CAS activities are one of the most enjoyable parts of the IB, they can be a source of distraction from the stress of academics. However, most of the time, reflections can seem like a burden and it can be difficult to know where to start. The subject of CAS is based on the 7 learning outcomes. Every activity and project should result in the achievement of one or more of these learning outcomes. The IB considers them as the base on which you should build your CAS portfolio, so it may be useful to keep them in mind when doing your reflections.
1. Identify own strengths and develop areas for growth
This focuses on self-discovery, and it requires you to reflect on your growth as an individual. Be sure to mention the learnings you gained from your CAS activities, and emphasize the strengths and areas of opportunities you identified in your role during the activity.
I recommend that you fit your interests and talents to all of your activities. For example, you like to write, maybe you could start a literature club. Or, if you have design abilities, you can create promotional content or manage the social media of a student club.
2. Demonstrate that challenges have been undertaken, developing new skills in the process
This learning outcome aims to push the student out of their comfort zone. Pay special attention to the skills you have acquired and the new experiences you had through your project or activity. Make sure to mention any challenges and how you pushed through them.
Try some unfamiliar activities or set greater goals of an already existing activity. For example, if you like to jog as a form of exercise, maybe try doing a 5k or 10k race. This will highlight your growth from the process from identifying a challenging goal to achieving your final objective.
3. Demonstrate how to initiate and plan a CAS experience
The third learning outcome does not center as much on the student’s reflection. Rather, it evaluates the order and structure of the activities they have carried out. Try to keep your notes as organized as possible and divide them by the stages you went through to plan and, ultimately, accomplish the final result.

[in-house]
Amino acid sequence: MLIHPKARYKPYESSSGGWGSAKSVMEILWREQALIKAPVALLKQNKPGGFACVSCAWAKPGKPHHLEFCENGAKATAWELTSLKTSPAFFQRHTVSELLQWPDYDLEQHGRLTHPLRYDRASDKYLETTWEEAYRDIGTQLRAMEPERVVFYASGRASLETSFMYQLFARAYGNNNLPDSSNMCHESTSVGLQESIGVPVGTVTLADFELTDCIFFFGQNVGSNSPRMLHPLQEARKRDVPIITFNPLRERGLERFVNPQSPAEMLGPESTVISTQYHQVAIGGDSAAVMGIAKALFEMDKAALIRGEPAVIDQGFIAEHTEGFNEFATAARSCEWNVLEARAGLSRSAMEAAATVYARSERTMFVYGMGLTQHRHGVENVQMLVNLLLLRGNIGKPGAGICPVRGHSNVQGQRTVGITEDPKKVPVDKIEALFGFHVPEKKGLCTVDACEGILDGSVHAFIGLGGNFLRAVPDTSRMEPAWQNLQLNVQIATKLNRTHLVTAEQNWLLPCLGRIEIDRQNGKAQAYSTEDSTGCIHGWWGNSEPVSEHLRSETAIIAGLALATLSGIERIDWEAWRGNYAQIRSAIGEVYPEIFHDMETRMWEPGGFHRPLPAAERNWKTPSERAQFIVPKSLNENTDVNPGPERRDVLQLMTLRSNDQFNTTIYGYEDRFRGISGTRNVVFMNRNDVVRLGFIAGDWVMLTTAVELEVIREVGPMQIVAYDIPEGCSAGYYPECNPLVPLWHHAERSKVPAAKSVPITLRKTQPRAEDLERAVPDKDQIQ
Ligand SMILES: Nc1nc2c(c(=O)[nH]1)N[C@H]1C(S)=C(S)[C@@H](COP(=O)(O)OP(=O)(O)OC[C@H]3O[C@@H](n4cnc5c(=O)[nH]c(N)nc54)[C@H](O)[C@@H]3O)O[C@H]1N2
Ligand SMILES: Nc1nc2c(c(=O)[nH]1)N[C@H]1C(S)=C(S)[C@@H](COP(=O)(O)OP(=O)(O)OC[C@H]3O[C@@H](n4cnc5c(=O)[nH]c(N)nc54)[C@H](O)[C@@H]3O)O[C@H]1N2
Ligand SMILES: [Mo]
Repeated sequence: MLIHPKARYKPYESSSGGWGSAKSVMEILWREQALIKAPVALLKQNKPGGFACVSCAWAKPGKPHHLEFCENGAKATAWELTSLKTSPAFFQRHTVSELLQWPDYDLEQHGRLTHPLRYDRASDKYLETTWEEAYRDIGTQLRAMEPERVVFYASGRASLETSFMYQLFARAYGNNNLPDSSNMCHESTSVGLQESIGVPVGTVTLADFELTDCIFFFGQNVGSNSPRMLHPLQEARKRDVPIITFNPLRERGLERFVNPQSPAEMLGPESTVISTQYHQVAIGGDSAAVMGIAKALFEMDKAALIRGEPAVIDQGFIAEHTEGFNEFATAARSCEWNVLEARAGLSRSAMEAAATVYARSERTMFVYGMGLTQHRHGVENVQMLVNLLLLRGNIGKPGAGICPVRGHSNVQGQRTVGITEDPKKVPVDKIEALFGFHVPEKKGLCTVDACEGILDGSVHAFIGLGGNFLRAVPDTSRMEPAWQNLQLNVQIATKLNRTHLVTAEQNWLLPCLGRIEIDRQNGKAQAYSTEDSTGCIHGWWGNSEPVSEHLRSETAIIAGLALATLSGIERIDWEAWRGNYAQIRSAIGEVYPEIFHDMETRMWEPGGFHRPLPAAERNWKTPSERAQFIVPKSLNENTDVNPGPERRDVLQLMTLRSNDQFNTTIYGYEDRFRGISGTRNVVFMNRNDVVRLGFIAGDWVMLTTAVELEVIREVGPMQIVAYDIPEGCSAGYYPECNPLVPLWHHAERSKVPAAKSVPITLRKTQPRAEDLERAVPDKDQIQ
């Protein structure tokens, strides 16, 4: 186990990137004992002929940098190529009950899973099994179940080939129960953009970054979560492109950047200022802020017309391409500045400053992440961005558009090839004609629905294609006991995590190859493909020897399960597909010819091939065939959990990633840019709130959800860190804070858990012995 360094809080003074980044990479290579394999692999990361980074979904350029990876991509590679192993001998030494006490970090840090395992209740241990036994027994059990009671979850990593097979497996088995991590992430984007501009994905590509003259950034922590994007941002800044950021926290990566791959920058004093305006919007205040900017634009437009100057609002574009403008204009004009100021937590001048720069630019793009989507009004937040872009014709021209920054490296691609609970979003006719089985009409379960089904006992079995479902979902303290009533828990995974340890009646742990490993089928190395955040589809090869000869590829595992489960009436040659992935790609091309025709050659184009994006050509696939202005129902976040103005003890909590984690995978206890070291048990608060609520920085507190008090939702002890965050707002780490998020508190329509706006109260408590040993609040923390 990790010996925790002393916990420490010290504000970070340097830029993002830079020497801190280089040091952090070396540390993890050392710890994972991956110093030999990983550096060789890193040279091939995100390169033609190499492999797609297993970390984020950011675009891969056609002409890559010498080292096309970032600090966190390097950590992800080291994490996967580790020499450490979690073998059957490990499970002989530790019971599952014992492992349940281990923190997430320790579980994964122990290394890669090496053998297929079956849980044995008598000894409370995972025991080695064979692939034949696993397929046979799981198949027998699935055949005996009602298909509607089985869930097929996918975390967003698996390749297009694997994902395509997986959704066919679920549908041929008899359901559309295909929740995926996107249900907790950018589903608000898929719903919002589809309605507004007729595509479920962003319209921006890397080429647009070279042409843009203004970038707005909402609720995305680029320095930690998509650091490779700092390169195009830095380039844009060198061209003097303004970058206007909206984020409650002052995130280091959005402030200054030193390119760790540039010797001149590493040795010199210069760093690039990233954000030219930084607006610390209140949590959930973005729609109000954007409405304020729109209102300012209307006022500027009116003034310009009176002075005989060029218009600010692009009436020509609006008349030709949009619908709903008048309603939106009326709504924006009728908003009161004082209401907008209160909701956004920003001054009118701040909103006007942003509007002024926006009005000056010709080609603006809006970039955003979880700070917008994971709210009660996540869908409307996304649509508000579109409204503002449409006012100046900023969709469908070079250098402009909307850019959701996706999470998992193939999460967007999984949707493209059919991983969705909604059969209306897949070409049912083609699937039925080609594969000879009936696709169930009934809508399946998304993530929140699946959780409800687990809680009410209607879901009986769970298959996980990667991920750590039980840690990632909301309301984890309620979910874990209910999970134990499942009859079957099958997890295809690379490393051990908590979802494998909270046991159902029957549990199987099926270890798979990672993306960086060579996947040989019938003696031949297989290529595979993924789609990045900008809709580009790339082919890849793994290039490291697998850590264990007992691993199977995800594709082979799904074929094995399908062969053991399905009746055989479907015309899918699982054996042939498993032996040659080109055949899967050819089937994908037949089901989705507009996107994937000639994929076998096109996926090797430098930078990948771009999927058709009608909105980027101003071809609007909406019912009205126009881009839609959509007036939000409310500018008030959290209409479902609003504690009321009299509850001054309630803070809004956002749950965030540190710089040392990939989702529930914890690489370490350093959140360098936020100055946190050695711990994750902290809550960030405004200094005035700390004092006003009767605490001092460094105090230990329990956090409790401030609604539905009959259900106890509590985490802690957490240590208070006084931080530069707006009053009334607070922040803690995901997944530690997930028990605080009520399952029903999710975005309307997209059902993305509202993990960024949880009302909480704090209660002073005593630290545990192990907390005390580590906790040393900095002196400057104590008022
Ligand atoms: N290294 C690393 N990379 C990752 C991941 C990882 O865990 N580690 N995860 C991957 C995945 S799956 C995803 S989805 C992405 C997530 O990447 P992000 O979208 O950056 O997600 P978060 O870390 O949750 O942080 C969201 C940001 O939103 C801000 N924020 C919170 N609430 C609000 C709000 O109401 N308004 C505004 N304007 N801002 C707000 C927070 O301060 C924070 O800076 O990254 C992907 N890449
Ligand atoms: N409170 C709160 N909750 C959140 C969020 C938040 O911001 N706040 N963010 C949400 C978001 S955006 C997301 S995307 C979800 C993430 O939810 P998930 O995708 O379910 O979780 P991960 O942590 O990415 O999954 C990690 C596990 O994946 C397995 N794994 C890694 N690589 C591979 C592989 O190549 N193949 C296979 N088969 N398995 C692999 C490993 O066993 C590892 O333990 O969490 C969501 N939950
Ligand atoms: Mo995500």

For example, document long-term projects such as starting a club, conducting a series of community-involved activities, or conferences about global issues. Long-term projects such as these tend to have more planning involved during the process.
4. Show commitment to, and perseverance in, CAS experiences
In this learning outcome, highlight your commitment and engagement in both long-term projects and shorter activities. This does not mean that you need to be involved in a lot of activities, just show that you are active and committed to the ones you are participating in at the moment.
One of the main ways to show your commitment is by maintaining a regular attendance and making constant contributions to whatever activity you have chosen. Try to always undertake an active role where you can exercise responsibility and problem-solving.
5. Demonstrate the skills and recognize the benefits of working collaboratively
This outcome is achieved when participating in team activities. Maintain a balance between the individual and collaborative projects, since one of the benefits of CAS is to get to know other people and learn from them. Don’t be afraid to talk about conflict if your group didn’t work well together, as an important aspect you should also demonstrate reflection and self-awareness.
Volunteer groups, sports teams, and music bands are some great activities to highlight your role within a group and demonstrate the impact others had in the development of your skills.
6. Demonstrate engagement with issues of global significance
Pick one global issue you are passionate about and try to develop a CAS activity around it. This is a great way to demonstrate awareness of global problems and take action on them. The IB will appreciate your initiative and will perceive you as an individual that cares for their community, a characteristic that CAS aims to develop in you.
An effective way to achieve this is by directing your projects towards one of the SDGs of the UN. For example, if you start an educational campaign for children, this would address goal 4 Quality Education.
7. Recognize and consider the ethics of choices and actions
You must process and acknowledge the effects your CAS project or activity may have on others. It’s as simple as the phrase “think of the consequences of your actions”. Recognize any ethical issues that may come through the project, as well as ethical decisions you had to make.
This learning outcome can be applicable to almost every CAS activity. For illustration, if you are involved in sports, you can focus a part of your reflection on the ethical guidelines that this field carries and the role they play in preserving a “clean” game, maintaining the integrity of the sport, and fostering sportsmanship.
I know these learning outcomes may seem like a lot to tackle in CAS, but if you have a clearer view of the objectives of the subject, you are more likely to know how to structure a well-done reflection of your activities. Remember, your reflection doesn’t have to show that you planned and executed perfect activities. Rather, CAS aims to show that you have a growth mindset, are self-aware, and can learn from your experiences—hence the term “learning outcomes”!